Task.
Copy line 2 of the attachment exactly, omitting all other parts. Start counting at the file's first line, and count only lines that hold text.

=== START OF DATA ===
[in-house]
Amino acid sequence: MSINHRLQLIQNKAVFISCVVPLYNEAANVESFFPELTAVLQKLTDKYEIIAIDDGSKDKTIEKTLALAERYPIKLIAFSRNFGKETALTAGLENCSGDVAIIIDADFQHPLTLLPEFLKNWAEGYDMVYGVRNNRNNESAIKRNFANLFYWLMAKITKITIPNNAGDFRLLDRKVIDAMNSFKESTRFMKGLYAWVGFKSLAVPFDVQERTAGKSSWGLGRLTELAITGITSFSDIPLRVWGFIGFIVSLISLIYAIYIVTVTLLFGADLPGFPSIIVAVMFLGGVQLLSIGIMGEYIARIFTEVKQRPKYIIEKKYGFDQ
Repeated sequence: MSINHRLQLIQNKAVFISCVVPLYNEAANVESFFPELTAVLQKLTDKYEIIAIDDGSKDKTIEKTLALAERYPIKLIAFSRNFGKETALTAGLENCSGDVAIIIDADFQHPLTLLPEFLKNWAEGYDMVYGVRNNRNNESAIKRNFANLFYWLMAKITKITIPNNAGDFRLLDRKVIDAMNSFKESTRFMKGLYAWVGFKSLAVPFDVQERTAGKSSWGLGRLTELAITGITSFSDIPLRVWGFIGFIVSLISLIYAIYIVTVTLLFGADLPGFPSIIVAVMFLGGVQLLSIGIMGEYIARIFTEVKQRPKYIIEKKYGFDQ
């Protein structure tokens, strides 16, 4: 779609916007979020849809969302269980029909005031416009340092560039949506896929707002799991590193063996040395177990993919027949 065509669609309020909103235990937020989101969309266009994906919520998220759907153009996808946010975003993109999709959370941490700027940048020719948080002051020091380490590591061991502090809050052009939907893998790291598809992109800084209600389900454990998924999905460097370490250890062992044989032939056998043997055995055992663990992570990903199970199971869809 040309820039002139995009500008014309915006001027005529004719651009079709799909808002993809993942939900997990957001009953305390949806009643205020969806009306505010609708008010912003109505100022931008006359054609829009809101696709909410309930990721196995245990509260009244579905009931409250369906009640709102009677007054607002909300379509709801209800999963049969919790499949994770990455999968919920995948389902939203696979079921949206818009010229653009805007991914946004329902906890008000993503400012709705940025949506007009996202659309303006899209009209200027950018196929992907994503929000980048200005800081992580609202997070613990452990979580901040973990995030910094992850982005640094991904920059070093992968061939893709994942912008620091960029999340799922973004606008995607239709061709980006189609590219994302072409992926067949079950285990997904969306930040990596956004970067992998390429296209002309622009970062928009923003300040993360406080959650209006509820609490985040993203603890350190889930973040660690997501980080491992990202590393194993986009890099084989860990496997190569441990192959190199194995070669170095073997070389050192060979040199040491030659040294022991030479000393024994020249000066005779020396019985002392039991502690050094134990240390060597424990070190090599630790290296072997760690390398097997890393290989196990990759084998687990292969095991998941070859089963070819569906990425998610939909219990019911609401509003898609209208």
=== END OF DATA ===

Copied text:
Amino acid sequence: MSINHRLQLIQNKAVFISCVVPLYNEAANVESFFPELTAVLQKLTDKYEIIAIDDGSKDKTIEKTLALAERYPIKLIAFSRNFGKETALTAGLENCSGDVAIIIDADFQHPLTLLPEFLKNWAEGYDMVYGVRNNRNNESAIKRNFANLFYWLMAKITKITIPNNAGDFRLLDRKVIDAMNSFKESTRFMKGLYAWVGFKSLAVPFDVQERTAGKSSWGLGRLTELAITGITSFSDIPLRVWGFIGFIVSLISLIYAIYIVTVTLLFGADLPGFPSIIVAVMFLGGVQLLSIGIMGEYIARIFTEVKQRPKYIIEKKYGFDQ